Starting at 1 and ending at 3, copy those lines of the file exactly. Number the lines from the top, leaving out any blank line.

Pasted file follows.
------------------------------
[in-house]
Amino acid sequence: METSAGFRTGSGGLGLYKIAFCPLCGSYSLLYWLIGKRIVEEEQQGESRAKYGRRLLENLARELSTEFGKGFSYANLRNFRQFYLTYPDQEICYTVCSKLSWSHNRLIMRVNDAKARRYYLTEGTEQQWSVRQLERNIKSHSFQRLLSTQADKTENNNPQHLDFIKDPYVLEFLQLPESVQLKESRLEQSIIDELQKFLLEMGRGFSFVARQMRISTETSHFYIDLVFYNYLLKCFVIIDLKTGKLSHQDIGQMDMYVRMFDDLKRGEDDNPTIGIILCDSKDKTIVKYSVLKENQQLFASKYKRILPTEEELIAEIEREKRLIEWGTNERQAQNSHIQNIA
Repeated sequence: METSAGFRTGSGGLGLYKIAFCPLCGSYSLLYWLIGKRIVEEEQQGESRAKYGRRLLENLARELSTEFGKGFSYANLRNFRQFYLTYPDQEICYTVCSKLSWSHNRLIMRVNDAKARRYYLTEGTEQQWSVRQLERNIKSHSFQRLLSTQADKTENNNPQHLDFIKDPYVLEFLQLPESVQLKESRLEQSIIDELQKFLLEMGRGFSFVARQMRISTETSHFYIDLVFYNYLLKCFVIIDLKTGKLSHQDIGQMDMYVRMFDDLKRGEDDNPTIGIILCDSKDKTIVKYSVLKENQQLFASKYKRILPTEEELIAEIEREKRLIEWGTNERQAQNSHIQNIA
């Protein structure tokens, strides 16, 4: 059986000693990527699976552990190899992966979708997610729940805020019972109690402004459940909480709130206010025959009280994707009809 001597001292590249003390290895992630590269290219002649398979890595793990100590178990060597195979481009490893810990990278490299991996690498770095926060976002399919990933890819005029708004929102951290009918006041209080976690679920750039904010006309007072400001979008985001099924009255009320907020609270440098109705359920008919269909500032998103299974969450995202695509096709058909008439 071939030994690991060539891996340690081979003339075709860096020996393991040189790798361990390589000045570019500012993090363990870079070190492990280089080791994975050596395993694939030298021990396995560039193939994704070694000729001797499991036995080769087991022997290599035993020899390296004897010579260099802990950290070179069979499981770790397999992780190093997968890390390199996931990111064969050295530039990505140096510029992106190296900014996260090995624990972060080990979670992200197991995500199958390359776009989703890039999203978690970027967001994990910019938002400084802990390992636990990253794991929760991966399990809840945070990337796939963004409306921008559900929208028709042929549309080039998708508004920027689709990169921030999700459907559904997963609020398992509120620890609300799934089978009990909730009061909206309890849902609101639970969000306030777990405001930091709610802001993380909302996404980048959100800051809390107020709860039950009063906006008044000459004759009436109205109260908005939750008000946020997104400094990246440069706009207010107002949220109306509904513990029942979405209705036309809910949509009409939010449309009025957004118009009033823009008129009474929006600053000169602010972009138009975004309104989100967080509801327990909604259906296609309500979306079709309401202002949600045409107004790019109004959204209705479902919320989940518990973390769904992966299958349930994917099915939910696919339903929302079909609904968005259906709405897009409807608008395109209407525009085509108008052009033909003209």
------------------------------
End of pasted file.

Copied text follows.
[in-house]
Amino acid sequence: METSAGFRTGSGGLGLYKIAFCPLCGSYSLLYWLIGKRIVEEEQQGESRAKYGRRLLENLARELSTEFGKGFSYANLRNFRQFYLTYPDQEICYTVCSKLSWSHNRLIMRVNDAKARRYYLTEGTEQQWSVRQLERNIKSHSFQRLLSTQADKTENNNPQHLDFIKDPYVLEFLQLPESVQLKESRLEQSIIDELQKFLLEMGRGFSFVARQMRISTETSHFYIDLVFYNYLLKCFVIIDLKTGKLSHQDIGQMDMYVRMFDDLKRGEDDNPTIGIILCDSKDKTIVKYSVLKENQQLFASKYKRILPTEEELIAEIEREKRLIEWGTNERQAQNSHIQNIA
Repeated sequence: METSAGFRTGSGGLGLYKIAFCPLCGSYSLLYWLIGKRIVEEEQQGESRAKYGRRLLENLARELSTEFGKGFSYANLRNFRQFYLTYPDQEICYTVCSKLSWSHNRLIMRVNDAKARRYYLTEGTEQQWSVRQLERNIKSHSFQRLLSTQADKTENNNPQHLDFIKDPYVLEFLQLPESVQLKESRLEQSIIDELQKFLLEMGRGFSFVARQMRISTETSHFYIDLVFYNYLLKCFVIIDLKTGKLSHQDIGQMDMYVRMFDDLKRGEDDNPTIGIILCDSKDKTIVKYSVLKENQQLFASKYKRILPTEEELIAEIEREKRLIEWGTNERQAQNSHIQNIA